To celebrate the bicentennial of Brazil’s independence, Brazilian artist Eduardo Kobra was invited by the Brazil Mission to the UN to exhibit his works at the United Nations Headquarters in New York.
Eleven panels by the muralist, who began to draw in the streets of São Paulo in secrecy before conquering the world, are displayed in the hall where the murals “Guerra” and “Paz” by Cândido Portinari are located, and where there will also be a ceremony, this Wednesday, to set the date.
Exhibition with works by Brazilian artist Kobra at UN Headquarters in New York marks the bicentennial of Brazil’s independence
In an exclusive interview with UN News, Kobra spoke about the exhibition and the message he wants to convey with his works. He highlighted that having his work displayed in the halls of the United Nations is an honor. The Brazilian explains that his murals emphasize peace and solidarity, in addition to dealing with disarmament and supporting tolerance and respect for diversity, guidelines that are in line with the UN principles.
“This exhibition is works that I have made all over the world. Talking a little about the history of each of these works, from a series of murals that I made here in New York, which is also a project called Colors for Liberty, as well as other panels that are connected with messages associated with what I believe, with what I experience, which I treat in these murals. And they are also connected, in a way, with the messages that the UN brings. And in the background the mural, which is a mural on the facade here at the UN, which we are about to start. There are also multi-level permissions and authorization issues. One of them is to park the machines on the floor. So there are a lot of complex things. People hope to get it done. Let’s see, we’re fighting for it.”
Exhibition with works by the Brazilian artist Kobra at the UN Headquarters in New York
The artist highlighted that he already has more than 3 thousand works coloring streets around the world. Some were damaged over time, but several compositions still catch the eye of those who pass through important places in the two cities with which Kobra has the greatest connection: São Paulo and New York.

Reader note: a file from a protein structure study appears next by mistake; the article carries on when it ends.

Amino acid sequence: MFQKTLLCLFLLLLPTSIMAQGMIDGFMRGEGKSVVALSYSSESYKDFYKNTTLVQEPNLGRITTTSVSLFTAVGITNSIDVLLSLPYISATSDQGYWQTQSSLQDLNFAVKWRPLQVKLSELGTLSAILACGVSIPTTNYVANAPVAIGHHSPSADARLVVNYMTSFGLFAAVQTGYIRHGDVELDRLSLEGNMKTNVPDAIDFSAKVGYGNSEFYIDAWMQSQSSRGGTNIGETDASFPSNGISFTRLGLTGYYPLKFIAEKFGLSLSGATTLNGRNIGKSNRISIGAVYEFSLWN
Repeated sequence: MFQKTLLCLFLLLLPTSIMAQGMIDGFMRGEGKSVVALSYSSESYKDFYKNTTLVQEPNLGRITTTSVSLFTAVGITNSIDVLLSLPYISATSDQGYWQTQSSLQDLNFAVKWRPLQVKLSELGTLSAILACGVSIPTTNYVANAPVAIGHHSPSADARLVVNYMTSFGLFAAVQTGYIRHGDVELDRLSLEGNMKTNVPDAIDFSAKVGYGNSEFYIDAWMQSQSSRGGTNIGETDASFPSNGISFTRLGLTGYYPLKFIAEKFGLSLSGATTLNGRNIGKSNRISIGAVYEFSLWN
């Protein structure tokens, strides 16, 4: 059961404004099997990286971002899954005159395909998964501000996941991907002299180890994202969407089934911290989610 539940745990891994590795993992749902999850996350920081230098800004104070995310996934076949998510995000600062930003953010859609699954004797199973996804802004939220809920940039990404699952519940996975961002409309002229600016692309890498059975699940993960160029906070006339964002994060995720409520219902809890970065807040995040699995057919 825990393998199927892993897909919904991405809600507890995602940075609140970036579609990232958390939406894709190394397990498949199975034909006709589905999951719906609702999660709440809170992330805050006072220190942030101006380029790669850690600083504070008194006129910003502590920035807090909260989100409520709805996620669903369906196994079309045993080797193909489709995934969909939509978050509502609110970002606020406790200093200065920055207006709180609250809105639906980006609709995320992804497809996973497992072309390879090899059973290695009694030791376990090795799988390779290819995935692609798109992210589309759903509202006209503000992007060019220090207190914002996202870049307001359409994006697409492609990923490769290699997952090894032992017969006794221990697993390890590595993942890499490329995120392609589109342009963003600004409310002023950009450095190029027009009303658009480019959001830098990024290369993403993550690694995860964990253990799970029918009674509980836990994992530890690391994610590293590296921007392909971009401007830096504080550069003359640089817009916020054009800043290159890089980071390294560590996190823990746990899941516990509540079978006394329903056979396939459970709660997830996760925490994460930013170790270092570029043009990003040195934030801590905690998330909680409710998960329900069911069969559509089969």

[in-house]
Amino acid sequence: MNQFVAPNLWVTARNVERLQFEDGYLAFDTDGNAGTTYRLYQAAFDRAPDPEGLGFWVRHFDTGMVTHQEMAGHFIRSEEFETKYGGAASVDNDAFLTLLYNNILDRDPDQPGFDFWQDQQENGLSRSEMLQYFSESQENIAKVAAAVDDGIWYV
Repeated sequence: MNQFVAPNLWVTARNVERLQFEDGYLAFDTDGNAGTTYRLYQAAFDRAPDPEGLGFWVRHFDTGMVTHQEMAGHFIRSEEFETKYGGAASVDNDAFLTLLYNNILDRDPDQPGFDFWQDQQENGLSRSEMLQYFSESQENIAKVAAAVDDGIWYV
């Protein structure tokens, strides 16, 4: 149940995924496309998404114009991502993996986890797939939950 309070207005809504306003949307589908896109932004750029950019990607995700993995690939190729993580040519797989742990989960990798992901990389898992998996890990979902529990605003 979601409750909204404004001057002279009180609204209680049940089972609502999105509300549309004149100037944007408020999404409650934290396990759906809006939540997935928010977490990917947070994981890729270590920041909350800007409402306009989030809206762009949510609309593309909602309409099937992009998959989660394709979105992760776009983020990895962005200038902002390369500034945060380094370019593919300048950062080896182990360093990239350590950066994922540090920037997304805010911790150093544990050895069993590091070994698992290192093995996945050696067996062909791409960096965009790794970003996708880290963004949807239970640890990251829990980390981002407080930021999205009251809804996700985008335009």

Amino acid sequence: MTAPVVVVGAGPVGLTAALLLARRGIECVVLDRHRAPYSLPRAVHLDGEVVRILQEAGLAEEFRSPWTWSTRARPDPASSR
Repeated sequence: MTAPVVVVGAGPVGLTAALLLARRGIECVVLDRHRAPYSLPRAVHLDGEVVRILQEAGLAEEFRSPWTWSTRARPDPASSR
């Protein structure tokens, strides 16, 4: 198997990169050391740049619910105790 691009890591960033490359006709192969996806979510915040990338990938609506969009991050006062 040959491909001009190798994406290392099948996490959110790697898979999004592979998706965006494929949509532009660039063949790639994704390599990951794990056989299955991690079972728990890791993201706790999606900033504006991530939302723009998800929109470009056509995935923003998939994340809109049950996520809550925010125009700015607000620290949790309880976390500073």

On Wednesday night, senior representatives of the United Nations, member countries and artists will be able to check out the show, which is a partnership between the Brazilian Mission at the UN and the Eden gallery, which represents Kobra in the United States.
The Brazilian independence party held in New York will have another attraction: the iconic Empire State building lit up in Brazilian colors. The surprise was organized by the Brazilian consulate in the city.
The celebration of the 200th anniversary of Brazil’s independence deserved a special mention from the Secretary-General in the Portuguese Language Day message. In the mention made by António Guterres, he highlighted the deep recognition for the Brazilian contribution in the founding of the United Nations and over the years.
The dimensions of Brazil and its influence as a nation were highlighted by the president of Portugal. Marcelo Rebelo de Sousa said he considers Brazil “a great power” both in the Latin American and transcontinental contexts, evidenced by the strength of its presence in regions such as Europe, Africa and Asia.
The Portuguese head of state said that, with their power, Brazilian citizens, especially young people, are influential and have weight in strategic, economic and multilateral fields around the world.
See the interview with artist Eduardo Kobra in full: